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[Xmca-l] Re: Hegel's imagination - Piaget did read Hegel

Interesting, isn't it, that the one who actually read Hegel and apparently found Hegel inspiring (Piaget) was the one who thought conceptual schemas were built into our biology, while the one who never read Hegel (Vygotsky) really grasped Hegel's essential contribution, that concepts are socially constructed forms of activity.
*Andy Blunden*
On 10/12/2015 9:43 AM, Martin John Packer wrote:

The book does indeed mention some of Piaget's personal stories, but its goal seems to be to identify a hidden and even occult aim behind Piaget's entire body of work. For example, the author concludes that "There can be no doubt that he [Piaget] is a serious devotee of the bewitching magical arts, and that they are an important part of his professional strategy" (p. 264).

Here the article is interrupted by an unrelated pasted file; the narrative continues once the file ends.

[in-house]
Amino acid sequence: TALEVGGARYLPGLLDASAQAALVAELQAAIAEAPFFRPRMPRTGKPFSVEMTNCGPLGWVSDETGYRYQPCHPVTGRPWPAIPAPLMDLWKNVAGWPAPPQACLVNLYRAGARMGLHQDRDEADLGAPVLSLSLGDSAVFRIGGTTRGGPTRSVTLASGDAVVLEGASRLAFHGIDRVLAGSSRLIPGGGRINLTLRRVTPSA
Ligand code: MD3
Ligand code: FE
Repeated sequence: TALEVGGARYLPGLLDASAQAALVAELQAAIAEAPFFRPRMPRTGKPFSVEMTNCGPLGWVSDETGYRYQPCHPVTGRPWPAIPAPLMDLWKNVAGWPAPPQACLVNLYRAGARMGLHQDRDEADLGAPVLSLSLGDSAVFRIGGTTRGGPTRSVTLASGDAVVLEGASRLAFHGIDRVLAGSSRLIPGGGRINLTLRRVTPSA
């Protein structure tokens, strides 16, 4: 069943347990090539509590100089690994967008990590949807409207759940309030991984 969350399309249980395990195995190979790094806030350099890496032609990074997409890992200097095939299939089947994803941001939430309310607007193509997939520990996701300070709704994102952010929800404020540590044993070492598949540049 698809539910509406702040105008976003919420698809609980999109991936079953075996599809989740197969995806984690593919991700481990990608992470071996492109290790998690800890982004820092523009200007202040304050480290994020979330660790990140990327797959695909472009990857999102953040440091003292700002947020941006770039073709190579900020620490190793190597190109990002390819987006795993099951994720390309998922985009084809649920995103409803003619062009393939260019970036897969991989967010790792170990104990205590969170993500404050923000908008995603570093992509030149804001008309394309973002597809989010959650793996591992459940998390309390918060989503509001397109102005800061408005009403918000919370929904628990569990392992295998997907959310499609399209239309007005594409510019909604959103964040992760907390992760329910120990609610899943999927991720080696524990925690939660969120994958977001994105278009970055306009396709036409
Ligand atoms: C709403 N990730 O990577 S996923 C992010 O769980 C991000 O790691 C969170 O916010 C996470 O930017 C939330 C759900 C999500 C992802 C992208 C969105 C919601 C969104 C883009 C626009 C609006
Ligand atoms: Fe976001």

To me, it doesn't seem a very convincing analysis of the impact on Piaget of Hegel, or any other serious thinker.


On Dec 9, 2015, at 3:17 PM, Lplarry <lpscholar2@gmail.com> wrote:

Is this possibly not merely Piaget's  personal story of having a crisis or ecstasy at a point in his biography (an overwhelming experience) and some factor that gave sustenance at this time. This type of overwhelming experience generating an (attitude) or orientation and using (ideas) and (images) to make sense of the experience.
 From here complex models may be elaborated.
One example is William James in 1870 experiencing a deep psychic wound that projected him into his life work.
He had the courage to explore this event in his book (varieties of religious experience).
I sense many philosophers are working (out) these types of profound experience which they have undergone. Their theories are not neutral and call upon cultural historical (templates).

-----Original Message-----
From: "Martin John Packer" <mpacker@uniandes.edu.co>
Sent: ‎2015-‎12-‎09 11:40 AM
To: "eXtended Mind, Culture, Activity" <xmca-l@mailman.ucsd.edu>
Subject: [Xmca-l] Re: Hegel's imagination - Piaget did read Hegel